Australian political and religious leaders looked overseas for ideas on how to support marriages and families. They identified a model in the United Kingdom, in which the newly established National Marriage Guidance Council had 400 voluntary trained counsellors working in 80 branches across the country.
The establishment of Marriage Guidance Councils in Australia can be attributed to two pioneers – the Reverend W G Coughlan and the Reverend E P Blamires. In his historical notes of the first decade of the Marriage Guidance Council's work, Reverend Blamires spoke of the urgent need for Australian church and state leaders to respond to the steep rise in divorce and marital disharmony that arose from life in the post-war period of 1946. In 1948, Reverend Coughlan wrote to the London office of the National Marriage Guidance Council stating:
I believe we shall be able, if you stand by us and support our plans, to get in time half-a-dozen solid Councils, each with a centre and all of them working to substantially the same constitution and aligned to each other by bonds of common outlook and ambition ... we aim at a national setup.
The first national conference of Australian Marriage Guidance Councils was held in Melbourne in 1952, and in 1953, the National Marriage Guidance Council of Australia was formed. The purpose for forming the national body was:
To enable each participating council to pursue its work with greater effectiveness. To inaugurate, if possible, a national organisation for interstate collaboration and united approach to governments and other bodies.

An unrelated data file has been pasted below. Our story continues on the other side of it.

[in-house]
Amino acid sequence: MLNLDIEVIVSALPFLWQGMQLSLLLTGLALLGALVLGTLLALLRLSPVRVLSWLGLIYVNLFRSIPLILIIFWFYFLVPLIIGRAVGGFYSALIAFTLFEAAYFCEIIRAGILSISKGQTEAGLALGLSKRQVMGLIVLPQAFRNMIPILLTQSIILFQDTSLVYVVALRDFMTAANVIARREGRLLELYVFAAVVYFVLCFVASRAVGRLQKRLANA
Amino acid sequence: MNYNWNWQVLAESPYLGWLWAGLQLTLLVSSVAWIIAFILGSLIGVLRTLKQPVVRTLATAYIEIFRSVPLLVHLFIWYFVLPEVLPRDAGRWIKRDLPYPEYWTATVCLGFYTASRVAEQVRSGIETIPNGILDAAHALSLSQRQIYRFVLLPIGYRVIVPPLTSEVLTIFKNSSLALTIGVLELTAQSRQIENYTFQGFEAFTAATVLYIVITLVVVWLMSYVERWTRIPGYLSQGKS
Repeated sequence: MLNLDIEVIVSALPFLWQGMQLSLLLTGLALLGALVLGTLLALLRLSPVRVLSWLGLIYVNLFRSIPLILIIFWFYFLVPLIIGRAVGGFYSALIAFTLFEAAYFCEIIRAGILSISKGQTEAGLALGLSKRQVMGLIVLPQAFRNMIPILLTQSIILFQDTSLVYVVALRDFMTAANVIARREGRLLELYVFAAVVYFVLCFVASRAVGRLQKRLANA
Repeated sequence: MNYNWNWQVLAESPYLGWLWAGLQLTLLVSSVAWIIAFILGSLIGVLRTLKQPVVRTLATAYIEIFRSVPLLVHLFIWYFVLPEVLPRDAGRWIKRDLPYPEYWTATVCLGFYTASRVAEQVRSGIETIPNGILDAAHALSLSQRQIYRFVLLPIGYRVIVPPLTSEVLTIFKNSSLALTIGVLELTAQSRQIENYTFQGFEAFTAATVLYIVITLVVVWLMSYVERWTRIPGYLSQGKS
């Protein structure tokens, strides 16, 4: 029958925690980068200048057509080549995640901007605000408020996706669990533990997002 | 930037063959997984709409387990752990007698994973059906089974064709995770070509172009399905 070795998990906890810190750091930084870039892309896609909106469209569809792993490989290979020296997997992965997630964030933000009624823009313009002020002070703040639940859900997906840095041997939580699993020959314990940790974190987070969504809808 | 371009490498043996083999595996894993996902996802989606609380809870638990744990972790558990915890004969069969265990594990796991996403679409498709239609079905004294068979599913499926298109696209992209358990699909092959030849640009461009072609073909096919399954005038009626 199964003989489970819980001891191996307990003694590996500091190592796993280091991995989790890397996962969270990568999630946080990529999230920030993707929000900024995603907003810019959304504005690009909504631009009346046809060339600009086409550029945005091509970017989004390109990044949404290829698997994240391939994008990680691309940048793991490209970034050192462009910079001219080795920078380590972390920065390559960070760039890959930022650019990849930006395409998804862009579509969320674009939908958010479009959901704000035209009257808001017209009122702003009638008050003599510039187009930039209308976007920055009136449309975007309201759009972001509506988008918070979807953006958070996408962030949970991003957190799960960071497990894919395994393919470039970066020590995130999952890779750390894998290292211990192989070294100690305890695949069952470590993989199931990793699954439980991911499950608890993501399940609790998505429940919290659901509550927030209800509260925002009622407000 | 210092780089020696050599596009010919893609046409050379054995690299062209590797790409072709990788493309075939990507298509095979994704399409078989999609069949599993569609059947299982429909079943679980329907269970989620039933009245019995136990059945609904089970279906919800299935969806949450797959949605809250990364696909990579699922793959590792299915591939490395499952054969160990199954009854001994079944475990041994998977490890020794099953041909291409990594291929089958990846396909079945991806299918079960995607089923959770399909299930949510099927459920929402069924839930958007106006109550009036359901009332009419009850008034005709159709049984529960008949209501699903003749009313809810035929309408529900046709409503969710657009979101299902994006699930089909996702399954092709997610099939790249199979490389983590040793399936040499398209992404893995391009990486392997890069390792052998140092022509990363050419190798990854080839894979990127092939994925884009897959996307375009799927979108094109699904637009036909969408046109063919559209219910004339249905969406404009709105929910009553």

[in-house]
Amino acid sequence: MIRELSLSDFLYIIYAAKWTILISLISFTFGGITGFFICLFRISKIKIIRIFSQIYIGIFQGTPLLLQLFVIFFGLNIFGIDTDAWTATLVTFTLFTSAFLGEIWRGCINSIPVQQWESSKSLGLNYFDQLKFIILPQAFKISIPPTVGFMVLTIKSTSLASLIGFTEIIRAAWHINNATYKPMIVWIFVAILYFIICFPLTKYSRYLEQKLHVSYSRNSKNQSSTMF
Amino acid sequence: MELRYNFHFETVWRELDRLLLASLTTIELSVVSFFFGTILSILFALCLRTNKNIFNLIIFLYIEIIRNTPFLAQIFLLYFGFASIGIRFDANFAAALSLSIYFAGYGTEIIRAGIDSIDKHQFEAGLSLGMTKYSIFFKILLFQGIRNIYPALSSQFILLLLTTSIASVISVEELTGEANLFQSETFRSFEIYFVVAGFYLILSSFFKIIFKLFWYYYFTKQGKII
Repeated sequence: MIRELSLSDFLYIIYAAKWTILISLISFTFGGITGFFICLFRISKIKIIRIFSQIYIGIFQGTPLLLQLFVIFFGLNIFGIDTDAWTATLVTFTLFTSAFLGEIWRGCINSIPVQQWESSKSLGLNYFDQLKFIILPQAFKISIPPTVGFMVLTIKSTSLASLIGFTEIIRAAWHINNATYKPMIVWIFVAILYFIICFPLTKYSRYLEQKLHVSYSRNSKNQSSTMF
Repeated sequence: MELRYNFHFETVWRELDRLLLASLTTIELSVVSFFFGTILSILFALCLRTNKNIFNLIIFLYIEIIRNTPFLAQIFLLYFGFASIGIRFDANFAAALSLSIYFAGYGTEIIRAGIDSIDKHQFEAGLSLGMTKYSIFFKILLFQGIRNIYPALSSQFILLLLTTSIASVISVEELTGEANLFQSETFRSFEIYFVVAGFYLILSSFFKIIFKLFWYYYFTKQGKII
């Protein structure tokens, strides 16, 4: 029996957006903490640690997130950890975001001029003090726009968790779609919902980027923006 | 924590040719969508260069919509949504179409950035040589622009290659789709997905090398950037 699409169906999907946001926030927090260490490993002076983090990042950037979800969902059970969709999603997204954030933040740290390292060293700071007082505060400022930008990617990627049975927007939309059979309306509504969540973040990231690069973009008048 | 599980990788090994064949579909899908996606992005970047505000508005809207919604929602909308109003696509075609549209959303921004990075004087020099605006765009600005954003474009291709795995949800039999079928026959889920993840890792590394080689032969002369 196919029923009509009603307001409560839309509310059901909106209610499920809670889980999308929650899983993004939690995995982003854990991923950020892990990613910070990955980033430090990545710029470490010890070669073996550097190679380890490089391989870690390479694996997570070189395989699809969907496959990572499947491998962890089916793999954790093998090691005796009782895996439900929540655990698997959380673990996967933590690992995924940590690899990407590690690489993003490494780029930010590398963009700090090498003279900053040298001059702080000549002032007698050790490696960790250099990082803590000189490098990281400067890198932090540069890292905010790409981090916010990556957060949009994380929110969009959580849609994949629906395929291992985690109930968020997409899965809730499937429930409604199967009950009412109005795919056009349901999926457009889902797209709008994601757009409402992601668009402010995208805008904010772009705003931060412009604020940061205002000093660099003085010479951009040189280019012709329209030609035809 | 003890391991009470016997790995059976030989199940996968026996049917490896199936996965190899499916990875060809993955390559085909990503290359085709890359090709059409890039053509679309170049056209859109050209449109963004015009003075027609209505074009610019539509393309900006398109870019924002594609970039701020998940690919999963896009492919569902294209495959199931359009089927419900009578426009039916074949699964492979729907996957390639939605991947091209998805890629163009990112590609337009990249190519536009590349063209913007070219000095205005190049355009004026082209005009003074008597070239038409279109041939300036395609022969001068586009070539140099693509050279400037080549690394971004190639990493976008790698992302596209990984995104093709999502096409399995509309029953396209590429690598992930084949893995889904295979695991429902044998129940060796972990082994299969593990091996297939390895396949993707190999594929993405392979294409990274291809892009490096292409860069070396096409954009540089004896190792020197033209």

The first government funding to the National Marriage Guidance Council of Australia was granted in 1956.
From the start, there was a focus on the establishment of professional standards for counsellors as well as providing training and accreditation. The National Marriage Guidance Council of Australia promoted collaboration across the developing marriage guidance sector. Following a tour of National Marriage Guidance Council centres across the country in 1968, the National Secretary noted a recognisable common quality of spirit and skill that distinguishes our practitioners as having been trained within the Marriage Guidance Council framework.
In 1994, the name of the organisation was changed to Relationships Australia Incorporated, to reflect a social shift in the understanding of families and relationships.
The current Relationships Australia federation has member organisations in each state and territory. There are more than 100 centres from which services are provided by 2,000 staff across the country. The organisation is secular and inclusive. Services are provided to all people and include programs for families, couples, children, individuals, workplaces and communities. The needs of same-sex couples and individuals, people from Aboriginal and Torres Strait Island backgrounds, people from culturally and linguistically diverse backgrounds, humanitarian entrants, and a large range of people with special needs are also key parts of our business.
Relationships Australia is committed to social justice and inclusion, and respects the rights of all people, in all their diversity, to live with dignity and safety and to enjoy healthy relationships.